Consent for publication

Not applicable.

Competing interests

The authors have no competing interests.

Additional information

Publisher’s Note

Springer Nature remains neutral with regard to jurisdictional claims in published maps and institutional affiliations.

Supplementary information

Rights and permissions

Open Access This article is licensed under a Creative Commons Attribution 4.0 International License, which permits use, sharing, adaptation, distribution and reproduction in any medium or format, as long as you give appropriate credit to the original author(s) and the source, provide a link to the Creative Commons licence, and indicate if changes were made. The images or other third party material in this article are included in the article's Creative Commons licence, unless indicated otherwise in a credit line to the material. If material is not included in the article's Creative Commons licence and your intended use is not permitted by statutory regulation or exceeds the permitted use, you will need to obtain permission directly from the copyright holder. To view a copy of this licence, visit The Creative Commons Public Domain Dedication waiver ( applies to the data made available in this article, unless otherwise stated in a credit line to the data.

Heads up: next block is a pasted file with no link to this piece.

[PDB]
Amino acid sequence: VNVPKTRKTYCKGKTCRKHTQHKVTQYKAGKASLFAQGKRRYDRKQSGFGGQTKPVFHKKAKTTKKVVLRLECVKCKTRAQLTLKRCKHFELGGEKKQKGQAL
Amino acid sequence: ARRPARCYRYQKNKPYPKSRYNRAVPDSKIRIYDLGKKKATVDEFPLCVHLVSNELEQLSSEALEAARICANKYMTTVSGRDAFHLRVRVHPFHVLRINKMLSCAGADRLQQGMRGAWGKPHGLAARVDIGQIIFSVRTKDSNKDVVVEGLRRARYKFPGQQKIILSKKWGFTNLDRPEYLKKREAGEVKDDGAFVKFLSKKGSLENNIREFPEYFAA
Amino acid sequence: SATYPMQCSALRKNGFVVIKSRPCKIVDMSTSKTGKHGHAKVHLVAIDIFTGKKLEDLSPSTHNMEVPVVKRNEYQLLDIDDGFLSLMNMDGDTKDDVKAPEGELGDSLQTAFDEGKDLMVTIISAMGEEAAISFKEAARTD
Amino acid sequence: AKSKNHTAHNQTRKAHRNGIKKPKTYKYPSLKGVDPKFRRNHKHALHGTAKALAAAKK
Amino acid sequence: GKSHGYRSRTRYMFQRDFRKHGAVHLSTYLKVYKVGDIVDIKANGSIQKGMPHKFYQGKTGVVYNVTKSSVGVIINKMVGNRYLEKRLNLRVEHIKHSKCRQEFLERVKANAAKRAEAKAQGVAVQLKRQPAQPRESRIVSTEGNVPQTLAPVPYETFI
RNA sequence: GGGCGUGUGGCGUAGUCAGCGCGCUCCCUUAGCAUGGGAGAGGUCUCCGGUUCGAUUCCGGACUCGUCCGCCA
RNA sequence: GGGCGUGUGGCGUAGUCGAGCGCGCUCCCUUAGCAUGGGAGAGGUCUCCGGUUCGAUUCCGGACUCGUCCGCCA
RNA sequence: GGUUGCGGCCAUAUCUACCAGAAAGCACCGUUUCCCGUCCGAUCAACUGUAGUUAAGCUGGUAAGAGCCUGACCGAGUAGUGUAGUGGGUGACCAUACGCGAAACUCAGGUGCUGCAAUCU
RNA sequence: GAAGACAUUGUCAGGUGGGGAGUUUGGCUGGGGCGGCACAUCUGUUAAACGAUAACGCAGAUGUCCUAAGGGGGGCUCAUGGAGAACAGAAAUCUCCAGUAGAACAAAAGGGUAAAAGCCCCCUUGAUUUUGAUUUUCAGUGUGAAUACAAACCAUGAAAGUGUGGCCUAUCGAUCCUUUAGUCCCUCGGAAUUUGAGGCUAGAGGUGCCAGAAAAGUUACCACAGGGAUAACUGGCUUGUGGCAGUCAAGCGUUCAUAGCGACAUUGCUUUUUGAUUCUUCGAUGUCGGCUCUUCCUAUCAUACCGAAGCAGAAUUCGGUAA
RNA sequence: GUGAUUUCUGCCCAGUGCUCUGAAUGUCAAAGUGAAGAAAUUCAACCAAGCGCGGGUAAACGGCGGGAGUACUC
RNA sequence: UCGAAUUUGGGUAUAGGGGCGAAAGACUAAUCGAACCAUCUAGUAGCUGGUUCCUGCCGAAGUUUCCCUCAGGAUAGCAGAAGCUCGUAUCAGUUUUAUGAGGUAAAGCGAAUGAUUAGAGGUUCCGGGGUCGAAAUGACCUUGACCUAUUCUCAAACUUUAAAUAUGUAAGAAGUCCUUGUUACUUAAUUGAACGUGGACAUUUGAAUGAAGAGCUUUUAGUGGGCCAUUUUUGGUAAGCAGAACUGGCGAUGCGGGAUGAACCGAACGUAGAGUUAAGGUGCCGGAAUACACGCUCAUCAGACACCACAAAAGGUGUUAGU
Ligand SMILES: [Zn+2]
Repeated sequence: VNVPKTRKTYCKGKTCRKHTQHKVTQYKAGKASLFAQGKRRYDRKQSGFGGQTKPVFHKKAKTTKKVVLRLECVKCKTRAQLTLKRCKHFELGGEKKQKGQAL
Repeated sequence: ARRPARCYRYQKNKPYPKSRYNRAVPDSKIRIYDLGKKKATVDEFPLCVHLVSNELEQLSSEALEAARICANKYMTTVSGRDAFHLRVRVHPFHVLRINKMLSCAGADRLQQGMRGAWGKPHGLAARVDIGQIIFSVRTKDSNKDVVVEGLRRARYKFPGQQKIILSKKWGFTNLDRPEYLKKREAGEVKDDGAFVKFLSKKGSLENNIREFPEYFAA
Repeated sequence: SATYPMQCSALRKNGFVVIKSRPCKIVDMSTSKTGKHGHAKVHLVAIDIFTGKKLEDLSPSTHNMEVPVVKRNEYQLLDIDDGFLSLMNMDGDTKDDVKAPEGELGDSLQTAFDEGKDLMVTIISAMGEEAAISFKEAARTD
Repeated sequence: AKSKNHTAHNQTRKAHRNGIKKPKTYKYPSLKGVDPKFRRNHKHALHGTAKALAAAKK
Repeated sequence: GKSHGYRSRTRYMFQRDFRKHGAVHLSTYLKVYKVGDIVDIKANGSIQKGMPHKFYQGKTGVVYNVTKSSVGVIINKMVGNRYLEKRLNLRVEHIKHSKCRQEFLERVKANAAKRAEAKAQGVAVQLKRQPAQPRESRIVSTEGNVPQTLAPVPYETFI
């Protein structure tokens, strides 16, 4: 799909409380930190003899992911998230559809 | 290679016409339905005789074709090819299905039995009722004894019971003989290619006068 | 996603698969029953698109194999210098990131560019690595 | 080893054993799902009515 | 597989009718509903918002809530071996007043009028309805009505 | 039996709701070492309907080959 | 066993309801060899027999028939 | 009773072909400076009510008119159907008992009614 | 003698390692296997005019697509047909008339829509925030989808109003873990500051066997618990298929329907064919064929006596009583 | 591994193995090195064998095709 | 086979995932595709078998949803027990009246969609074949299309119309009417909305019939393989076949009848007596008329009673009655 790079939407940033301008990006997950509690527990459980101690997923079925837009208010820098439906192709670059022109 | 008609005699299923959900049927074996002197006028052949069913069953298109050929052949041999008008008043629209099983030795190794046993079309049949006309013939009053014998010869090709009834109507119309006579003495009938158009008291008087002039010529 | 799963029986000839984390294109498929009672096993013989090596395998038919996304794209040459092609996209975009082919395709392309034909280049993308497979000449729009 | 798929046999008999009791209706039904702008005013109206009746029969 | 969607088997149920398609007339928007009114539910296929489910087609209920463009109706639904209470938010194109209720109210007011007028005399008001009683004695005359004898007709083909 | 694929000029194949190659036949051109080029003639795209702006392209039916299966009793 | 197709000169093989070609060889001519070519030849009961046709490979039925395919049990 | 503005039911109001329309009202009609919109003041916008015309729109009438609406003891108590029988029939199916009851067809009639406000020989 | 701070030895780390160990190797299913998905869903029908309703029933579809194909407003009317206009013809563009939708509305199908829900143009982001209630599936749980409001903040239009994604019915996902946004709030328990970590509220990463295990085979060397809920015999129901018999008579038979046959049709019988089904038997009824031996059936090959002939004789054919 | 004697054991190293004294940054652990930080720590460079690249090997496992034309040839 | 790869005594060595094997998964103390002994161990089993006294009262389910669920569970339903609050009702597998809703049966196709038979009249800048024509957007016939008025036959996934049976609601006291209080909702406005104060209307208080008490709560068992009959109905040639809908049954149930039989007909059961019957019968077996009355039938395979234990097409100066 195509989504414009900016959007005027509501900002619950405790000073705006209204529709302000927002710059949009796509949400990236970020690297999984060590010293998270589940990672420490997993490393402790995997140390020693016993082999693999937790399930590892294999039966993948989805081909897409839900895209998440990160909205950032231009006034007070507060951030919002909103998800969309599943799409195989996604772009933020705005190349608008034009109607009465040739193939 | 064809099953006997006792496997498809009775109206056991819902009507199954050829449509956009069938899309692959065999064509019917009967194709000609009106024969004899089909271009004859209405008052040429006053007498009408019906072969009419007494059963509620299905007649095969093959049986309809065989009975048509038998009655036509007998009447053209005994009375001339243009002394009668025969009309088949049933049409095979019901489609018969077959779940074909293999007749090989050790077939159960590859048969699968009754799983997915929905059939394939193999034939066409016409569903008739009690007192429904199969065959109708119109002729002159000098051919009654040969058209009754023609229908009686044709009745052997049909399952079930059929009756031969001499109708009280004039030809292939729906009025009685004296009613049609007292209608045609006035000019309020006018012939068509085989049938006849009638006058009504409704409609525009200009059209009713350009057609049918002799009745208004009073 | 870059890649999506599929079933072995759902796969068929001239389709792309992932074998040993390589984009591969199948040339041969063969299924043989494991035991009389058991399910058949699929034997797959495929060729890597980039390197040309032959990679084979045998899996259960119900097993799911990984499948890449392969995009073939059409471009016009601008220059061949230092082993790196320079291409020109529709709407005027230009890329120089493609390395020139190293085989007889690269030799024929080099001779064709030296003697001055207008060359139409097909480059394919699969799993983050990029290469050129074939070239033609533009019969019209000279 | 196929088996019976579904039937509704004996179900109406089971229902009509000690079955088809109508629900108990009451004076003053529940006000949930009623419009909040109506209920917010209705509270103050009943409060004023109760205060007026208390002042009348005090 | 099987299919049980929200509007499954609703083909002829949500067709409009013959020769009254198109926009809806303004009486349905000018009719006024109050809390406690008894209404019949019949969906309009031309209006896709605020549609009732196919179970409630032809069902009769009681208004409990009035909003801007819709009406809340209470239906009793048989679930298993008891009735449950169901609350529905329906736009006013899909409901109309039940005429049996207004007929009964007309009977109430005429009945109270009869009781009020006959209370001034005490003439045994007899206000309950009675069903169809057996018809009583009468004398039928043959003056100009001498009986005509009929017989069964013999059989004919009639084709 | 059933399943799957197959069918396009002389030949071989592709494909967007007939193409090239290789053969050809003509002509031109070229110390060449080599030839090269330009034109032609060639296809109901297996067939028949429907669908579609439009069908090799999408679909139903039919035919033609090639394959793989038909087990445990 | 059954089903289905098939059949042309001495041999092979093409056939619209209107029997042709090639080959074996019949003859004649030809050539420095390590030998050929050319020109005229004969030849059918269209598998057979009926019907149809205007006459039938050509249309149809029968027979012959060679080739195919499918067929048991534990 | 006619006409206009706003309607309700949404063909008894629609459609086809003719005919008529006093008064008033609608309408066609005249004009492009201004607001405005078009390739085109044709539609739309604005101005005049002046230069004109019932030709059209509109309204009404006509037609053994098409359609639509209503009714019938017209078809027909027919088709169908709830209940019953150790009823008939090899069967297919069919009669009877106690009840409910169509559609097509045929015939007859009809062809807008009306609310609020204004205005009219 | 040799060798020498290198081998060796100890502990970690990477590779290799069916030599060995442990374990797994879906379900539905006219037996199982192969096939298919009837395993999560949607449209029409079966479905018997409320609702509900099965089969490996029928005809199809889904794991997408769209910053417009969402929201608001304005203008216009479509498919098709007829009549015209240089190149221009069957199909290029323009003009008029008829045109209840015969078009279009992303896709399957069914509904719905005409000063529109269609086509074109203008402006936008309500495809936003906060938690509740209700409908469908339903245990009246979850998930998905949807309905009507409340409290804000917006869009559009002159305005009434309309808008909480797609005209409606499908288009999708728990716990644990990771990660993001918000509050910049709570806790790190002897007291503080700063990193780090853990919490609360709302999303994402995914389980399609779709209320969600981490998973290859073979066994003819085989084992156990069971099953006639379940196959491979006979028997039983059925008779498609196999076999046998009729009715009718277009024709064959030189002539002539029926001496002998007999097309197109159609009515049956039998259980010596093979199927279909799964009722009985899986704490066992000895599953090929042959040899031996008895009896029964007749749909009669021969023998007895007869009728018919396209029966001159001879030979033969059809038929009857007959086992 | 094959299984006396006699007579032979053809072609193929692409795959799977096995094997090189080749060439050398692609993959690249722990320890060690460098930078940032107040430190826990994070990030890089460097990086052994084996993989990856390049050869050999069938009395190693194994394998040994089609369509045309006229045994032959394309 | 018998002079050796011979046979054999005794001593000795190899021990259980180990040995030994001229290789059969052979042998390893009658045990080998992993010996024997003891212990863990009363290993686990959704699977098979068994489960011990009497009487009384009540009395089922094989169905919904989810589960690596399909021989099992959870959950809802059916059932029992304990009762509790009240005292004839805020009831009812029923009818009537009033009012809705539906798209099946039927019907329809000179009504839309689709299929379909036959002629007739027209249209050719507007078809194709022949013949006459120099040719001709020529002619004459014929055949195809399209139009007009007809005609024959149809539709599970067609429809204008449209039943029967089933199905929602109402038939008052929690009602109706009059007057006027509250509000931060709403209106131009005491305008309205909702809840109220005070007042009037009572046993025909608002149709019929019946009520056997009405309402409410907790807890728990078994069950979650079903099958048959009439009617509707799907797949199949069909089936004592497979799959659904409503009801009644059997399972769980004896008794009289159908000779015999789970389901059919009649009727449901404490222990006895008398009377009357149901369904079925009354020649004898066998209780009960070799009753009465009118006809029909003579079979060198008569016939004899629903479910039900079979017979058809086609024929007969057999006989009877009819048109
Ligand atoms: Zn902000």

Reprints and permissions

About this article

Check for updates. Verify currency and authenticity via CrossMark

Cite this article

Kassaw, M.W., Abebe, A.M., Tegegne, K.D. et al. Prevalence and associations of active trachoma among rural preschool children in Wadla district, northern Ethiopia. BMC Ophthalmol 20, 346 (2020).

Download citation

  • Received:

  • Accepted:

  • Published:

  • DOI: